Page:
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Report on Business How long might the Trans Mountain expansion construction be delayed?

The Liberal government faces a pre-election summer of protests in British Columbia if it re-approves the Trans Mountain pipeline expansion as expected on Tuesday and sends construction crews back to work.

DARRYL DYCK/The Canadian Press

The Liberal government faces a pre-election summer of protests in British Columbia if it re-approves the Trans Mountain pipeline expansion as expected on Tuesday and sends construction crews back to work.

Federally owned Trans Mountain Corp. stopped project-related construction last summer after the Federal Court of Appeal quashed its permit and ordered the government to reconsider environmental effects of the increased tanker traffic and revisit its consultations with Indigenous communities that would be affected by the expansion. After a 10-month process, the Liberal cabinet is expected at its weekly meeting on Tuesday to re-approve the project, which Alberta says is critical to its economic lifeblood, but opponents in B.C. warn poses unwarranted risks.

Echoing demands from the Alberta government, the oil industry’s top lobby group, the Canadian Association of Petroleum Producers (CAPP), on Monday urged cabinet to approve the project with no additional conditions that would further delay the work.

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“The time to build Trans Mountain is now,” CAPP president Tim McMillan said in a statement. “If a decision is made to further delay [the expansion project], it will signal that Canada is closed for business.”

However, regulatory and commercial steps must be completed before construction crews can begin installing new pipe, such as ensuring it has met all the National Energy Board’s preconstruction conditions, and re-engaging contractors, Trans Mountain spokeswoman Ali Hounsell said on Tuesday. That work will begin immediately, assuming the federal government does not impose new delays.

“We continued work in areas not impacted by the ruling, such as planning and detailed engineering and design,” Ms. Hounsell said. “As such, we have continued to work with our contractors to ensure planning and design is advancing in a way that would allow us to get back to work as soon as possible.”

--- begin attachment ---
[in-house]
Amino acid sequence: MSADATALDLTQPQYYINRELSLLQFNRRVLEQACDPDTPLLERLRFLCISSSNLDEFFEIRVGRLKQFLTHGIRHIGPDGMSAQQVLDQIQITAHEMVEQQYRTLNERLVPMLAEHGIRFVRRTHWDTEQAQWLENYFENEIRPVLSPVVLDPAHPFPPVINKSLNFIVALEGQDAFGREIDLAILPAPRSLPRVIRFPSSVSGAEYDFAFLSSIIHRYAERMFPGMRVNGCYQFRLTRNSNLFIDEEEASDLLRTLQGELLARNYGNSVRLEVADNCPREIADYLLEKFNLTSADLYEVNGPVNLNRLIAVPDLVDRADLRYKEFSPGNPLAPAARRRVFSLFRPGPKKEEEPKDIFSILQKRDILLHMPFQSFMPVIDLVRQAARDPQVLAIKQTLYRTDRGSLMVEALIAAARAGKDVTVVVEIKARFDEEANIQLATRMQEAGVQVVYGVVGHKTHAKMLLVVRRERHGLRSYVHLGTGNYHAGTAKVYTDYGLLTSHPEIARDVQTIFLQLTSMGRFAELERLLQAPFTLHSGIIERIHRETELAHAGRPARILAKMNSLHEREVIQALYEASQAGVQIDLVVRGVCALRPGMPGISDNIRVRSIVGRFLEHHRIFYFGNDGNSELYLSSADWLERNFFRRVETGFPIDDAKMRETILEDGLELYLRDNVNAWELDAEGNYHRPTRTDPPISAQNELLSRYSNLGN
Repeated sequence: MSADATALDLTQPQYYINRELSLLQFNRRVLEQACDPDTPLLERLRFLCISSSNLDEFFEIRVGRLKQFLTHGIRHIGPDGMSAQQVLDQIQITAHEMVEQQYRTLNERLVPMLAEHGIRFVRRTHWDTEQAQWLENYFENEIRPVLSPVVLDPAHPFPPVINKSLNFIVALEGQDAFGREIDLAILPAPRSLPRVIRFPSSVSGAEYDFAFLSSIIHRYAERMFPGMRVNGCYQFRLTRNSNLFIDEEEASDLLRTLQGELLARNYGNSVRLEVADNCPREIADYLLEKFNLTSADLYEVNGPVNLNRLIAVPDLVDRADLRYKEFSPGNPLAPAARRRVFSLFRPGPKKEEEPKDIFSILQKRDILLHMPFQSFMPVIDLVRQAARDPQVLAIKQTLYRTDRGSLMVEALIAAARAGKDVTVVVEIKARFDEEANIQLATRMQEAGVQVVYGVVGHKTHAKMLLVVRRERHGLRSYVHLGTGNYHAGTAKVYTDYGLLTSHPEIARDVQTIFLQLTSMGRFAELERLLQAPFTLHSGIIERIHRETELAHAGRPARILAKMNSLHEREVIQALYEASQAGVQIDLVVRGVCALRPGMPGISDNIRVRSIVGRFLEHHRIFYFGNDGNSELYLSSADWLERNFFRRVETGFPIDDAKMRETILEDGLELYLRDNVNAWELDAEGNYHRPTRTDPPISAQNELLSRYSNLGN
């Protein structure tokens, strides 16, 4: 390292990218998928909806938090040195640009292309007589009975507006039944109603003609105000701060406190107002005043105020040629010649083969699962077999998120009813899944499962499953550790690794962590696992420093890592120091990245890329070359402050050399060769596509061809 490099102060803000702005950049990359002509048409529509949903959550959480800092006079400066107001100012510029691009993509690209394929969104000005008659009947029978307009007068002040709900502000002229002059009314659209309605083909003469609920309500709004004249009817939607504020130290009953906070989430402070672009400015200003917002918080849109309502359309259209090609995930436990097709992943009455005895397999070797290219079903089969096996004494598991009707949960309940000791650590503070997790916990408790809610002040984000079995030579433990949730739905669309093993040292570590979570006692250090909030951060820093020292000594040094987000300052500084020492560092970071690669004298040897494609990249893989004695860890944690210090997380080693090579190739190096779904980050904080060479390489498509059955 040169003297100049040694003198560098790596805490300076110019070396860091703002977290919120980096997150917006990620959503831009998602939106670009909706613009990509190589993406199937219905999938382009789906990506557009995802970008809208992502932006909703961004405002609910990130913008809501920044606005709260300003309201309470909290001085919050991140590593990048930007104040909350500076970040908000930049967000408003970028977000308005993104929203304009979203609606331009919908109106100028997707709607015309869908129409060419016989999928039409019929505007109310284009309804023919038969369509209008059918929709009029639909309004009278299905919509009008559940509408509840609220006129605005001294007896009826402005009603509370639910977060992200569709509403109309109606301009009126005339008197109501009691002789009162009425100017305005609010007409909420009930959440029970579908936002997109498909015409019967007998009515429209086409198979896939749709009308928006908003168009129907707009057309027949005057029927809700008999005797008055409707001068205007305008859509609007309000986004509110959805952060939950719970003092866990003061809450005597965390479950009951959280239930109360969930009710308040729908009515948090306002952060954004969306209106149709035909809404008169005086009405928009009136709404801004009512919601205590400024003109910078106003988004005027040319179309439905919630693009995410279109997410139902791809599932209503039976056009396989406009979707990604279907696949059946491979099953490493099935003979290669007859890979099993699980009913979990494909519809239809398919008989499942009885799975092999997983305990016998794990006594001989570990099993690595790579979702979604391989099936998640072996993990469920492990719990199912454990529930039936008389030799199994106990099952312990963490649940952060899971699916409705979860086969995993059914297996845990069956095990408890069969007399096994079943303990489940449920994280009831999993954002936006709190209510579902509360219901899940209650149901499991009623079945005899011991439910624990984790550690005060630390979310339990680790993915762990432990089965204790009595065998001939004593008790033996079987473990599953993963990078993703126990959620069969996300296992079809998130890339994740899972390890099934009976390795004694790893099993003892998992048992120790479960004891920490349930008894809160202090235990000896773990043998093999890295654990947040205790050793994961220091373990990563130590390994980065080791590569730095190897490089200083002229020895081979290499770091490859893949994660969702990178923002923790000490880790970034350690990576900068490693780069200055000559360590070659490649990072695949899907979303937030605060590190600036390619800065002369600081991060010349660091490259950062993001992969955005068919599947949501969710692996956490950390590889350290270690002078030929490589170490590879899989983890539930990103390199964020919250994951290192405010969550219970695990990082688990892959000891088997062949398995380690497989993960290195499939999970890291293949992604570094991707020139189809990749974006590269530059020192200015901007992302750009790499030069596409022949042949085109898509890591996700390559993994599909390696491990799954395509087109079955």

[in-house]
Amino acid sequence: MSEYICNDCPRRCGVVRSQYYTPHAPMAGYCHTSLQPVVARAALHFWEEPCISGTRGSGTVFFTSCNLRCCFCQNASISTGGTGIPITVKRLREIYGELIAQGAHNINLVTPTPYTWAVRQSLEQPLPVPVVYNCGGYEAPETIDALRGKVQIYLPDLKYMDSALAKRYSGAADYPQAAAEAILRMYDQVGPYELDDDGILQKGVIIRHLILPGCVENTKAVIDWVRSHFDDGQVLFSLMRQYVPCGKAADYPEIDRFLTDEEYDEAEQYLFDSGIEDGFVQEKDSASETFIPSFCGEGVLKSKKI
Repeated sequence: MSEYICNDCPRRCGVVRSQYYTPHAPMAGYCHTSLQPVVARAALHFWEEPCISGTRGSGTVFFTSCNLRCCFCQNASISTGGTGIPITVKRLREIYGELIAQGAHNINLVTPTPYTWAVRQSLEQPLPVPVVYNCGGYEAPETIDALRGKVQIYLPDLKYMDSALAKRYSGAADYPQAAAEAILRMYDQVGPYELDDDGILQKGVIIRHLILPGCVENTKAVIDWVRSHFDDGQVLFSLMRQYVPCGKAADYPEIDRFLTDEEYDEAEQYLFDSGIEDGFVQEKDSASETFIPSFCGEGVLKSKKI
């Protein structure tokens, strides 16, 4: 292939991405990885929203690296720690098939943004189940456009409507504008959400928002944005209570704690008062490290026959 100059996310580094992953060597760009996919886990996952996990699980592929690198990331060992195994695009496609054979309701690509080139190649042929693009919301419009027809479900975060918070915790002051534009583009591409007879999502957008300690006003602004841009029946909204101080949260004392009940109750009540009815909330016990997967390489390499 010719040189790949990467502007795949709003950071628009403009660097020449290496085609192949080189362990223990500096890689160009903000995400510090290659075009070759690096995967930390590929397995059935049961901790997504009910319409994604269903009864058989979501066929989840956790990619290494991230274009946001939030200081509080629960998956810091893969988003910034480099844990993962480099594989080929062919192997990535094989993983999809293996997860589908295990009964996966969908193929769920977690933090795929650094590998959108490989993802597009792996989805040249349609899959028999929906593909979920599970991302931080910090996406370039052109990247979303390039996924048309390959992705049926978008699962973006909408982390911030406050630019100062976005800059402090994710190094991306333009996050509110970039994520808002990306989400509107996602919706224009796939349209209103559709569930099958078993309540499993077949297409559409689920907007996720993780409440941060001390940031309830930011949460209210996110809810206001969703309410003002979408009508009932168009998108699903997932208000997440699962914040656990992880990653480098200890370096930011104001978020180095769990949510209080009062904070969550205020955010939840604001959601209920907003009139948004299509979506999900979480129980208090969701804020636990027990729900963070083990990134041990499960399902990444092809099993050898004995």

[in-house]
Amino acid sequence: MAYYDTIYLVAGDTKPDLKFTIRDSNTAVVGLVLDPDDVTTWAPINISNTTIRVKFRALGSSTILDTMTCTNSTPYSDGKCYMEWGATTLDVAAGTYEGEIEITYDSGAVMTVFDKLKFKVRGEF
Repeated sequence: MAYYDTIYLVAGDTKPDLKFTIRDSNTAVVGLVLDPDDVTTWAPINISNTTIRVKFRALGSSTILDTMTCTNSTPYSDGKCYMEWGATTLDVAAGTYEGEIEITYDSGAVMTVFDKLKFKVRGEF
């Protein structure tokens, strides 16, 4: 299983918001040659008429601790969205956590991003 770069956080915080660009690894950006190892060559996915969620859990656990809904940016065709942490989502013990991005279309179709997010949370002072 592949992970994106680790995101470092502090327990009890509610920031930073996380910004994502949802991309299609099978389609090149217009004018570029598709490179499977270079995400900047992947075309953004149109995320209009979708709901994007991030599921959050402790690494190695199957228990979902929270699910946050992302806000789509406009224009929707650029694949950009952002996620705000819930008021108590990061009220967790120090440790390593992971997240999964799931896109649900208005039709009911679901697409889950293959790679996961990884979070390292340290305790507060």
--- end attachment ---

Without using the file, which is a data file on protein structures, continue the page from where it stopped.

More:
While it’s not clear what kind of targets will be available for protesters, the project’s opponents in British Columbia are gearing up to apply maximum political pressure on Prime Minister Justin Trudeau, whose Liberals are trailing the Conservatives in national opinion polls and face a tough fight to get re-elected in October.

“If they are smart, they will not build this summer given the upcoming election,” Tzeporah Berman, international program director of the environmental group Stand.earth, said on Monday. “We certainly don’t want to be forced into a position of conflict, but if they attempt to blast into Burnaby Mountain or under the Fraser River, we will stand with Indigenous leaders and concerned citizens.”

Several First Nations are planning a news conference for Tuesday morning to spell out plans to continue their opposition to the project, which will likely include efforts to halt construction work on the ground and further court challenges. Some Indigenous leaders have questioned the legitimacy of federal consultations with First Nations along the route. The federal government owns the pipeline and has indicated it wants the project to proceed, they said, and therefore it has not consulted in good faith.

“We have always said we will do what it takes to not let this pipeline go through,” Rueben George, a community organizer with the Tsleil-Waututh First Nation, said in an interview. Mr. George said his mother and his son led previous protests against Trans Mountain construction, and are prepared to do so again this summer.

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Alberta politicians hope the Liberal government will approve the pipeline and order Trans Mountain to restart work quickly. Premier Jason Kenney’s government embarked on a $2.75-million advertising campaign to support an immediate resumption, while former Alberta premier Rachel Notley predicted a victory for her long-running advocacy for the pipeline.

International Trade Minister Jim Carr said the cabinet decision is "very significant.

“It’s all about moving our resources to export markets, but doing it in a responsible and sustainable way in consultation with Indigenous communities and with an eye on environmental stewardship, and those are the pillars we have been talking about and that we will honour and continue to honour,” he said.

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